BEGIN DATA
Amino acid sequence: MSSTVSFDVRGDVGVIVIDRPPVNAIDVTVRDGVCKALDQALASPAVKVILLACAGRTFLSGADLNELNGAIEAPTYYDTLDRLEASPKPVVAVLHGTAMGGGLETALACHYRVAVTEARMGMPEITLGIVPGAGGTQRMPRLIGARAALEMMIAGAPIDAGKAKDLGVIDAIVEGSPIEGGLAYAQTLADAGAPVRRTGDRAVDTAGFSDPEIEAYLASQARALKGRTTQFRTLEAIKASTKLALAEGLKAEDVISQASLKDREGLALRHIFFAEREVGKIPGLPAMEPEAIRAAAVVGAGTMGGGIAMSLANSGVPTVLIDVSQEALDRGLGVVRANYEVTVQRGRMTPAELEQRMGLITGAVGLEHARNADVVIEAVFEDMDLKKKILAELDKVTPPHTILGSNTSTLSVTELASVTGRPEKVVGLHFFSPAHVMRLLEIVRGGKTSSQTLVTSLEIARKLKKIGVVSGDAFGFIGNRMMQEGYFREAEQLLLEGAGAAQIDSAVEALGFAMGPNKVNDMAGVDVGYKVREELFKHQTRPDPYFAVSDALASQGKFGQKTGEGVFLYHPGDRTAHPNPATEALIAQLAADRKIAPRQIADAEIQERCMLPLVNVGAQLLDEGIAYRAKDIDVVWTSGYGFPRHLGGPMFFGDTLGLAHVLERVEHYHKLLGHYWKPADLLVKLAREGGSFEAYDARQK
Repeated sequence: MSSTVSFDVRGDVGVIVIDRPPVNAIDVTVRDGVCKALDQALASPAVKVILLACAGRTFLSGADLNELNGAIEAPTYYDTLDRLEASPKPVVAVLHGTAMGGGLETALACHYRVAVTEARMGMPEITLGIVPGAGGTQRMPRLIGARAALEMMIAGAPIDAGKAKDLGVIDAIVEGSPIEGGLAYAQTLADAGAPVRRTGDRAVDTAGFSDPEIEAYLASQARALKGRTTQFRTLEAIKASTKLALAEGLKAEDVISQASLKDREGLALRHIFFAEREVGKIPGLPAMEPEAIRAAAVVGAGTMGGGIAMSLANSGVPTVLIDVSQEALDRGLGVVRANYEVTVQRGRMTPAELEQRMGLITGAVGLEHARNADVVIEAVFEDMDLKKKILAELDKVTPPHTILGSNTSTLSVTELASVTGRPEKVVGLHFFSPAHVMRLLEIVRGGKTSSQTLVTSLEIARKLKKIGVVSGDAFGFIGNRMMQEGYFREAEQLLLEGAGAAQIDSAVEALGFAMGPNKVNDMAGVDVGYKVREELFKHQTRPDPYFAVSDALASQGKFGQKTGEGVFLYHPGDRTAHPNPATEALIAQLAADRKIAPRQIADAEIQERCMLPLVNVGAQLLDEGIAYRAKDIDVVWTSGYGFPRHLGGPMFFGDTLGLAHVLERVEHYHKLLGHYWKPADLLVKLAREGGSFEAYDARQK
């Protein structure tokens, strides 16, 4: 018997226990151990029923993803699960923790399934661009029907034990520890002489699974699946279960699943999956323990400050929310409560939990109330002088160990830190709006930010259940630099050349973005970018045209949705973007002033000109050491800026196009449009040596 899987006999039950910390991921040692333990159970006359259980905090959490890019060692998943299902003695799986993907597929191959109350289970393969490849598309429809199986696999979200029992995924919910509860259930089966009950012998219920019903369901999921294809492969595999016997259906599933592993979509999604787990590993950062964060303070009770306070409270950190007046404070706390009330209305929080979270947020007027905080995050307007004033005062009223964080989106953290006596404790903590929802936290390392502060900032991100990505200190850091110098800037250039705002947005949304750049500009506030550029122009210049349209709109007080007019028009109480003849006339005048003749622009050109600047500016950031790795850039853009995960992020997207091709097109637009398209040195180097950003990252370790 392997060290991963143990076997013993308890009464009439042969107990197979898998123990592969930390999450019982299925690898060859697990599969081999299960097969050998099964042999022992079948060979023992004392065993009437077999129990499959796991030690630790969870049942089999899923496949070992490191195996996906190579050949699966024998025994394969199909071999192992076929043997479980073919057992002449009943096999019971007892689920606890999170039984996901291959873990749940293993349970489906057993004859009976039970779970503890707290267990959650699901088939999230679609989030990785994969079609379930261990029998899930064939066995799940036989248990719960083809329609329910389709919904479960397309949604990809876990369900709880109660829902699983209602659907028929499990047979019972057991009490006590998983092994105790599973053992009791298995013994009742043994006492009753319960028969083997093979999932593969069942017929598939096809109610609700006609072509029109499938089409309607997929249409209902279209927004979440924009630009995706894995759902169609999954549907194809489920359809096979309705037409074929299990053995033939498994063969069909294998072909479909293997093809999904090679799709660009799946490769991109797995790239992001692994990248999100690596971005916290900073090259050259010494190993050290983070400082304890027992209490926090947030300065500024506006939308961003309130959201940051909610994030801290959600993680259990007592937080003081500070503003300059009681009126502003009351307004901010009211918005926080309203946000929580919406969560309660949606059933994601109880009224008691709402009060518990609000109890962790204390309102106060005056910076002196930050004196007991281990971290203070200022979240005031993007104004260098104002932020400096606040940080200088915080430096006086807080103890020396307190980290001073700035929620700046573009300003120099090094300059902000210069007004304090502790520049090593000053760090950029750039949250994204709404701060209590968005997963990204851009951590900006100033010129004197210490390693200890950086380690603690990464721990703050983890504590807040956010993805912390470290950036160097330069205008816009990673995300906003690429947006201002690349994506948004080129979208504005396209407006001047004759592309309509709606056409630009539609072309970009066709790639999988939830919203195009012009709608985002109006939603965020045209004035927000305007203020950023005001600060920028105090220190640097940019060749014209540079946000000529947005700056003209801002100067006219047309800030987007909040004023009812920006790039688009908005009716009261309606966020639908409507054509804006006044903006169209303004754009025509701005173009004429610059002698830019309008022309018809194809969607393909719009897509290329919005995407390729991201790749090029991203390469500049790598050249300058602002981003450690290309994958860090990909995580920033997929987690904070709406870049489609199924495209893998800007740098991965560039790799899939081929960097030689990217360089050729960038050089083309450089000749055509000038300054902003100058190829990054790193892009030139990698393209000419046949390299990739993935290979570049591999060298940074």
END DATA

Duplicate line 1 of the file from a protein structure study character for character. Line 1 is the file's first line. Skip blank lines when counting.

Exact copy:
Amino acid sequence: MSSTVSFDVRGDVGVIVIDRPPVNAIDVTVRDGVCKALDQALASPAVKVILLACAGRTFLSGADLNELNGAIEAPTYYDTLDRLEASPKPVVAVLHGTAMGGGLETALACHYRVAVTEARMGMPEITLGIVPGAGGTQRMPRLIGARAALEMMIAGAPIDAGKAKDLGVIDAIVEGSPIEGGLAYAQTLADAGAPVRRTGDRAVDTAGFSDPEIEAYLASQARALKGRTTQFRTLEAIKASTKLALAEGLKAEDVISQASLKDREGLALRHIFFAEREVGKIPGLPAMEPEAIRAAAVVGAGTMGGGIAMSLANSGVPTVLIDVSQEALDRGLGVVRANYEVTVQRGRMTPAELEQRMGLITGAVGLEHARNADVVIEAVFEDMDLKKKILAELDKVTPPHTILGSNTSTLSVTELASVTGRPEKVVGLHFFSPAHVMRLLEIVRGGKTSSQTLVTSLEIARKLKKIGVVSGDAFGFIGNRMMQEGYFREAEQLLLEGAGAAQIDSAVEALGFAMGPNKVNDMAGVDVGYKVREELFKHQTRPDPYFAVSDALASQGKFGQKTGEGVFLYHPGDRTAHPNPATEALIAQLAADRKIAPRQIADAEIQERCMLPLVNVGAQLLDEGIAYRAKDIDVVWTSGYGFPRHLGGPMFFGDTLGLAHVLERVEHYHKLLGHYWKPADLLVKLAREGGSFEAYDARQK